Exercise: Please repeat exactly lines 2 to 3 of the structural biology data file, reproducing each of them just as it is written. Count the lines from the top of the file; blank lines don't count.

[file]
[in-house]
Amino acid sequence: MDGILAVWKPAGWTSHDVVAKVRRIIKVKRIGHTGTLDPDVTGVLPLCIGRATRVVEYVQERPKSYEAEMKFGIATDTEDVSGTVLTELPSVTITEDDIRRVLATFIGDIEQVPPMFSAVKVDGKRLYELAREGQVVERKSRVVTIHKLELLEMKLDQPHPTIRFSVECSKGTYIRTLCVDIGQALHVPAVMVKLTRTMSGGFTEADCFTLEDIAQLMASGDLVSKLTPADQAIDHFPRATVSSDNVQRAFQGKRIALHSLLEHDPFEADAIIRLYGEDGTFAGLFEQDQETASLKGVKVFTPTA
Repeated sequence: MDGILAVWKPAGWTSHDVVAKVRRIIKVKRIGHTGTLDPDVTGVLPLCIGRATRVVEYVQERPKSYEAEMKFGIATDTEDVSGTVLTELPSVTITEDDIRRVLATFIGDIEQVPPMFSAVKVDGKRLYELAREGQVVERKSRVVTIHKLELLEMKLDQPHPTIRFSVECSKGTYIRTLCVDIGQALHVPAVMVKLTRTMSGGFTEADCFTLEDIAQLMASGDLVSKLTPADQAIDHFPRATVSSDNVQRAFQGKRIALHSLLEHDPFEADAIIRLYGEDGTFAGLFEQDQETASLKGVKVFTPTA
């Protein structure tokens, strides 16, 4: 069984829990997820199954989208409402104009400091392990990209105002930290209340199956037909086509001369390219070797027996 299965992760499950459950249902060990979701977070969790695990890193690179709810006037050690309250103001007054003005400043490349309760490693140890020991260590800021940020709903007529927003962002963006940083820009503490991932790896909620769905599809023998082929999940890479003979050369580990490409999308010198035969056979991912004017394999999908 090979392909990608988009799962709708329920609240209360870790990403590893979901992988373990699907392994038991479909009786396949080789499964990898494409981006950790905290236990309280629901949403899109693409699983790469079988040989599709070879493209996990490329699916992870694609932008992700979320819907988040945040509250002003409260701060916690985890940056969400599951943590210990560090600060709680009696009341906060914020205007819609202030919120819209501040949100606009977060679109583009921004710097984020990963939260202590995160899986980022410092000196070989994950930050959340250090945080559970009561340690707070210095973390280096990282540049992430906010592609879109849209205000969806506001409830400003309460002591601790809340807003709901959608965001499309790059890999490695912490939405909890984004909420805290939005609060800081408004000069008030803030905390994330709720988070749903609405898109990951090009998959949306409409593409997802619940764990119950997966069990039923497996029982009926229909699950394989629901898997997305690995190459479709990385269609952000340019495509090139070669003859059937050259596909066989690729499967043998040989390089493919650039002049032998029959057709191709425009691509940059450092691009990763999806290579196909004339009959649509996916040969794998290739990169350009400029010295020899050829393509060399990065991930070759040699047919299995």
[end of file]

Amino acid sequence: MDGILAVWKPAGWTSHDVVAKVRRIIKVKRIGHTGTLDPDVTGVLPLCIGRATRVVEYVQERPKSYEAEMKFGIATDTEDVSGTVLTELPSVTITEDDIRRVLATFIGDIEQVPPMFSAVKVDGKRLYELAREGQVVERKSRVVTIHKLELLEMKLDQPHPTIRFSVECSKGTYIRTLCVDIGQALHVPAVMVKLTRTMSGGFTEADCFTLEDIAQLMASGDLVSKLTPADQAIDHFPRATVSSDNVQRAFQGKRIALHSLLEHDPFEADAIIRLYGEDGTFAGLFEQDQETASLKGVKVFTPTA
Repeated sequence: MDGILAVWKPAGWTSHDVVAKVRRIIKVKRIGHTGTLDPDVTGVLPLCIGRATRVVEYVQERPKSYEAEMKFGIATDTEDVSGTVLTELPSVTITEDDIRRVLATFIGDIEQVPPMFSAVKVDGKRLYELAREGQVVERKSRVVTIHKLELLEMKLDQPHPTIRFSVECSKGTYIRTLCVDIGQALHVPAVMVKLTRTMSGGFTEADCFTLEDIAQLMASGDLVSKLTPADQAIDHFPRATVSSDNVQRAFQGKRIALHSLLEHDPFEADAIIRLYGEDGTFAGLFEQDQETASLKGVKVFTPTA